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Significance of the EEG and Epileptiform Abnormalities in Antiepileptic Drug Discontinuance

Britton, Jeffrey W.

Journal of Clinical Neurophysiology: August 2010 - Volume 27 - Issue 4 - p 249-254
doi: 10.1097/WNP.0b013e3181eaa620
Invited Review
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The question of the advisability of antiepileptic drug (AED) discontinuance is common in epilepsy care. With currently available therapies, prolonged periods of seizure remission are not uncommon. After a prolonged period of seizure freedom, patients and clinicians often begin to wonder whether therapy can be discontinued. The AED discontinuance literature shows relapse rates ranging from 20% to 60%. Factors with prognostic significance have been recognized, including several findings identified on the routine EEG. This article reviews the role of EEG in the setting of AED discontinuance and summarizes the literature describing the prognostic value of EEG.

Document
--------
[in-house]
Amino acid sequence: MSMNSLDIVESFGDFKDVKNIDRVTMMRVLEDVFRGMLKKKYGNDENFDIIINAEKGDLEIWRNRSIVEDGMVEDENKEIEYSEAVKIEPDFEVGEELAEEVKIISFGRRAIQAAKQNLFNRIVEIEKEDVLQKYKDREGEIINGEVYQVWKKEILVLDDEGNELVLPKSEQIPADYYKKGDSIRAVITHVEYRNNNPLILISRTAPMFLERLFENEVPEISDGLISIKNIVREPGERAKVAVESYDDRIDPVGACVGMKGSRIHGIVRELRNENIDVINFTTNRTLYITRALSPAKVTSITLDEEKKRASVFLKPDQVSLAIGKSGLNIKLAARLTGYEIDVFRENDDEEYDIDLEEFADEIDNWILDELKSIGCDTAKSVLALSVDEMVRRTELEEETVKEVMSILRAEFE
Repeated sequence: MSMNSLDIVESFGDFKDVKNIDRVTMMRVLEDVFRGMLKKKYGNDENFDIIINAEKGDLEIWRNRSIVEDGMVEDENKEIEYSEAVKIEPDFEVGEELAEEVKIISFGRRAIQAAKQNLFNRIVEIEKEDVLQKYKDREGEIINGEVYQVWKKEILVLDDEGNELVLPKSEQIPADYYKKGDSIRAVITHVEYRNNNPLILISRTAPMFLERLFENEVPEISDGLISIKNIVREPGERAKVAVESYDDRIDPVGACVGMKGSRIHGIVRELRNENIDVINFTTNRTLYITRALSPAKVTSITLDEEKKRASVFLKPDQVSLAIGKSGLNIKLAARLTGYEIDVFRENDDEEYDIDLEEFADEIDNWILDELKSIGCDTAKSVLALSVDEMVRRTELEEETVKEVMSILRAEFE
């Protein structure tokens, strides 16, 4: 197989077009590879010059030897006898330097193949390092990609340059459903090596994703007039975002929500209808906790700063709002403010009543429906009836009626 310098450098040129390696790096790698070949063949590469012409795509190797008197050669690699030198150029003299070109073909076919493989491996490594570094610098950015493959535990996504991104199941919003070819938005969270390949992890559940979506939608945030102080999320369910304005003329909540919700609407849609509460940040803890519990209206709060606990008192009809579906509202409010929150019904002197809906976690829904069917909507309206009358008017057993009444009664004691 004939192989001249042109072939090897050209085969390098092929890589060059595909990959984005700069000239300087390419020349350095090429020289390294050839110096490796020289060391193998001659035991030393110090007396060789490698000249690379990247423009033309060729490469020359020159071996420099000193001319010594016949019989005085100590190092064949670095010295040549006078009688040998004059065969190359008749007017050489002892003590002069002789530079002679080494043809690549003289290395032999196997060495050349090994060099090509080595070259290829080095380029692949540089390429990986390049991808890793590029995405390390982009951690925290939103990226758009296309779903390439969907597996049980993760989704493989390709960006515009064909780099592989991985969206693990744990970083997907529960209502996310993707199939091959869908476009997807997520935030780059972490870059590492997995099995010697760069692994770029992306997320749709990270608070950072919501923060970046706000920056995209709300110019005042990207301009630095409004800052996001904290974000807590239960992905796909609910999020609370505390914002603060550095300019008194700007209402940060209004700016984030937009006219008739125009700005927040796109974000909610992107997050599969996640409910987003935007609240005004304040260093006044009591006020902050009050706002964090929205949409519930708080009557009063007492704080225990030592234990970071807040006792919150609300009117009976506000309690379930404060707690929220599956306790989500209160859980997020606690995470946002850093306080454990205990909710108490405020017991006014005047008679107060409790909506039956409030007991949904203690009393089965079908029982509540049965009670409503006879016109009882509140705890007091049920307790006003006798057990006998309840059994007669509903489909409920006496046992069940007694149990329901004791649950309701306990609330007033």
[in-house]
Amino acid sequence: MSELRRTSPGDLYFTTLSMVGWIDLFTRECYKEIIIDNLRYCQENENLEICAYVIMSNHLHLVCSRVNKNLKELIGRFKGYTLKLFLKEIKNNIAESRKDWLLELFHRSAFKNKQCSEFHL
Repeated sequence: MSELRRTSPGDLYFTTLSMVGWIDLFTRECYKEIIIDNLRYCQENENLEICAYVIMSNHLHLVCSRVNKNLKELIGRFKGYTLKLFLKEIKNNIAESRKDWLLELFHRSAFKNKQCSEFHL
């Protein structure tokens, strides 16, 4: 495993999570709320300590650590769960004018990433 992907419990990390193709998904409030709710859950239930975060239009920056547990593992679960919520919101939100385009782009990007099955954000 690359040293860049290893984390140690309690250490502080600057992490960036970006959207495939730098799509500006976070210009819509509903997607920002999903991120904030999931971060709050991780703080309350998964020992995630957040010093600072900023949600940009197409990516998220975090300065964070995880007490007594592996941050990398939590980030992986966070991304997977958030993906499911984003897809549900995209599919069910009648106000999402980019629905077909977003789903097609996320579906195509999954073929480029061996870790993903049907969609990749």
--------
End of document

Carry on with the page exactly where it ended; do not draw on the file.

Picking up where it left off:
From the Department of Neurology, Mayo Clinic, Rochester, Minnesota, U.S.A.

Britton has received honorarium for participation in a leadership conference for Cyberonics, Inc.

Address correspondence and reprint requests to Jeffrey W. Britton, M.D., Department of Neurology, Mayo Clinic, 200 First Street SW, Rochester, MN 55905, U.S.A.; e-mail: britton.jeffrey@mayo.edu.

Copyright © 2010 American Clinical Neurophysiology Society